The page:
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Broiled Cherry Tomato, Sausage, and Red Wine Risotto

This red wine risotto offers comforting, sophisticated flavors and looks simply breathtaking on the plate. It’s a great winter dish and a spectacular one to serve to company during the holidays! {Jump to Recipe}

Broiled Cherry Tomato, Sausage, and Red Wine Risotto // FoodNouveau.com

This post is sponsored by Woodbridge By Robert Mondavi Wines. Please, always make sure to enjoy wine responsibly.

It’s winter here in Quebec City. My hometown’s been snowed over a full month earlier than usual. The first snowfall was a full-on, heart-of-the-winter one, and it was followed by many more, which means right now, my city looks like it usually does in January.

Snowed in Quebec City in November 2018 // FoodNouveau.com

I’m always excited for the first snow, because it usually means December’s here, and the holidays are right around the corner. It means decking the house with lights and shimmering decorations and baking to the rhythm of holiday music. It means playing in the snow with the little one, then coming in and curling up under a blanket to warm up. It means craving and making delicious, comforting dishes you can eat with a spoon. This year, the early arrival of snow tricked us, and it is still way too early to put up the tree and start holiday baking. So, lately, I went all in with the comfort food.

Broiled Cherry Tomatoes // FoodNouveau.com

You say comfort food, I immediately think of risotto. Risotto is my fallback plan, the thing I make when the fridge is bare and we crave something simple but satisfying and delicious. For a lot of people, risotto is a tricky dish to make, and yet I’ve always felt that reputation was overblown. Put on some music, gather the ingredients, heat up some broth, and start cooking the risotto. By the time you’re done lazily drinking a glass of wine—because you have to open a bottle to make that risotto, right?—your risotto will be done and served. Making risotto takes about 25 minutes, start to finish. The time-to-deliciousness ratio offered by risotto is hard to beat!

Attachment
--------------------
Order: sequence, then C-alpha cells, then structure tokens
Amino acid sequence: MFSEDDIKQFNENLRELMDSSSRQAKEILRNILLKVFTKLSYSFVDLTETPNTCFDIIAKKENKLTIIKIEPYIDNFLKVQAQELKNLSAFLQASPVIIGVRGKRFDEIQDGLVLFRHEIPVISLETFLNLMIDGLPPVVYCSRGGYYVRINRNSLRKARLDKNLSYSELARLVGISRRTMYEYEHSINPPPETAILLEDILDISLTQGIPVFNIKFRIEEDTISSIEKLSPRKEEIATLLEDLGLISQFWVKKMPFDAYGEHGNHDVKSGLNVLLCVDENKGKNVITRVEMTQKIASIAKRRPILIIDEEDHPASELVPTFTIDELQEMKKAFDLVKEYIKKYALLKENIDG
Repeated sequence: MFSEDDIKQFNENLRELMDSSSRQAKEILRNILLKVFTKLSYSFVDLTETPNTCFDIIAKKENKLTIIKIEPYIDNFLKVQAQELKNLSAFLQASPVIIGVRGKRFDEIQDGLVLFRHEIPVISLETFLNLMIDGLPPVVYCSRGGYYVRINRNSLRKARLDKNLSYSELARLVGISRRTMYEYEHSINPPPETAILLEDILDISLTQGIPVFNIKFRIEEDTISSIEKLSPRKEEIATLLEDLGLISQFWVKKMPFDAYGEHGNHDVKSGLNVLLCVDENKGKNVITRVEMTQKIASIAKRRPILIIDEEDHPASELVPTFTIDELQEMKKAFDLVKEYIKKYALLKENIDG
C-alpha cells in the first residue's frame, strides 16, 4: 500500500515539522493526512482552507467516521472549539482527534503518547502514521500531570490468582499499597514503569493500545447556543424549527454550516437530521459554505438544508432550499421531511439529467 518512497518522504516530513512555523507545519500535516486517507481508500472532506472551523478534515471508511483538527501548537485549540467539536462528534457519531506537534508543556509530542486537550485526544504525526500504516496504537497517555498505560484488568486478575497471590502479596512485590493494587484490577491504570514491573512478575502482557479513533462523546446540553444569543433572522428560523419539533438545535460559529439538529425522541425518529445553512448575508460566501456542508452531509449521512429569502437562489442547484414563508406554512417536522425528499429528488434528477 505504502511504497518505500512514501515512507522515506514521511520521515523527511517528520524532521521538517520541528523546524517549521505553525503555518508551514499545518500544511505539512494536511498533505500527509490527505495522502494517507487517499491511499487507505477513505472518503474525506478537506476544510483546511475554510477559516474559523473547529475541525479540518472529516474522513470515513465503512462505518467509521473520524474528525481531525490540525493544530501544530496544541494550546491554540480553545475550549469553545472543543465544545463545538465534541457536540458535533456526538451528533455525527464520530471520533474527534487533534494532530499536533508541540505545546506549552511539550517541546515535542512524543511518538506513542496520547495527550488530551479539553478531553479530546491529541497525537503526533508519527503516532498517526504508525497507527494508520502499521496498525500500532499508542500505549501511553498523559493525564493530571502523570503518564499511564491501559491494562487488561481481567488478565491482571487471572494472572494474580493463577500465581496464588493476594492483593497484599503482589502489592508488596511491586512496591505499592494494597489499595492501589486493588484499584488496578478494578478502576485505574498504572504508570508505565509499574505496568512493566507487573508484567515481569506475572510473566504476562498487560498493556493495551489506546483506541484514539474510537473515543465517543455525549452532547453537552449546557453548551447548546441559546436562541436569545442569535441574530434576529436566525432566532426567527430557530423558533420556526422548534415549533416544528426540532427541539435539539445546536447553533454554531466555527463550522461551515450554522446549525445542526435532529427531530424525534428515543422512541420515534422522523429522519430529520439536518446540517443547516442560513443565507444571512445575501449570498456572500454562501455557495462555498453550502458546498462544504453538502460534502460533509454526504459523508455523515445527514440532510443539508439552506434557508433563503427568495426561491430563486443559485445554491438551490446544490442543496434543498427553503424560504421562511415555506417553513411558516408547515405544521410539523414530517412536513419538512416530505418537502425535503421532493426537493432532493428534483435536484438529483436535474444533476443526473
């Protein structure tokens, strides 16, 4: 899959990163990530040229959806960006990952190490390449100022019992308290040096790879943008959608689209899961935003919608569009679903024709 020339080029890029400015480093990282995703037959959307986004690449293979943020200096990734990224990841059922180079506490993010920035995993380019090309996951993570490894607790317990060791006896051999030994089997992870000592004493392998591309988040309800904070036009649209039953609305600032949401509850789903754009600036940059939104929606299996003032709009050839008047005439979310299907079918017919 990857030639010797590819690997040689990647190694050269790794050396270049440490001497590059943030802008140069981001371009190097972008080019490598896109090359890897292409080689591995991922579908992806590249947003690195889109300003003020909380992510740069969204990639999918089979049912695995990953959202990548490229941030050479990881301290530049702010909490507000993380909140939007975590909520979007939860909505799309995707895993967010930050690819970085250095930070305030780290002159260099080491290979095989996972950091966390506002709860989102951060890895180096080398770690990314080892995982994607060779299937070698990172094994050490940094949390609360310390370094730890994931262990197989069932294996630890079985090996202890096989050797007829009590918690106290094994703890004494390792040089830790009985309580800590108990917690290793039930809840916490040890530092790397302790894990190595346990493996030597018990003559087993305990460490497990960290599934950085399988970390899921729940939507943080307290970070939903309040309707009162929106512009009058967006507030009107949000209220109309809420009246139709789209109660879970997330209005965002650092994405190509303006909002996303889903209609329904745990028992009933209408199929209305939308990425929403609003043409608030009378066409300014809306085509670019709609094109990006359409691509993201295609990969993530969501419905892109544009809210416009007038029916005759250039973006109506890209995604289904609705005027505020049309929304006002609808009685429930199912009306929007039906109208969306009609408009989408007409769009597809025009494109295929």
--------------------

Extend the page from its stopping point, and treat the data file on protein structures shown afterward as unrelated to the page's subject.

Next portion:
What I also love about risotto is that it’s a blank template you can adapt countless ways. Only got cheese on hand? Make a basic risotto, and I guarantee you’ll be happier eating that than mac’n’cheese. Add lemon zest for a sophisticated touch and flavor boost. Add protein and veggies to make a dressed-up version of the dish. The sky’s the limit!

Broiled Cherry Tomato, Sausage, and Red Wine Risotto // FoodNouveau.com

In its most basic form, risotto can be made with just four ingredients: rice, wine, broth, and cheese. Most risotto recipes use white wine, but I love to make red wine risotto for a change of pace. The color of red wine risotto is breathtaking, and the flavor is deeper and more assertive. Red wine risotto is a great winter dish and a spectacular one to serve to company during the holidays.

I’ve been making versions of this red wine risotto for a long time but had never gotten around to sharing it on my blog. When I was approached by Woodbridge by Robert Mondavi Wines to create a wine-based recipe, it was the perfect occasion to finally get this favorite recipe of mine into the world.

Broiled Cherry Tomato, Sausage, and Red Wine Risotto // FoodNouveau.com

I’ve been buying Woodbridge by Robert Mondavi Wines for years: their wines are fruit-forward, smooth, and balanced, making them versatile and loved by everyone I serve them to. Woodbridge by Robert Mondavi Wines also have another big advantage: they’re delicious and affordable, which means I’m also happy to use them for cooking and baking, too. Wine you use in recipes should taste good: Fiona Beckett, wine writer for the Guardian, says, “If you wouldn’t happily drink it, don’t cook with it.” By the same token, you don’t want to pour vintages elsewhere than into your glass, so it’s important to keep reliable, affordable staples on hand to pour a cup into a recipe, if need be.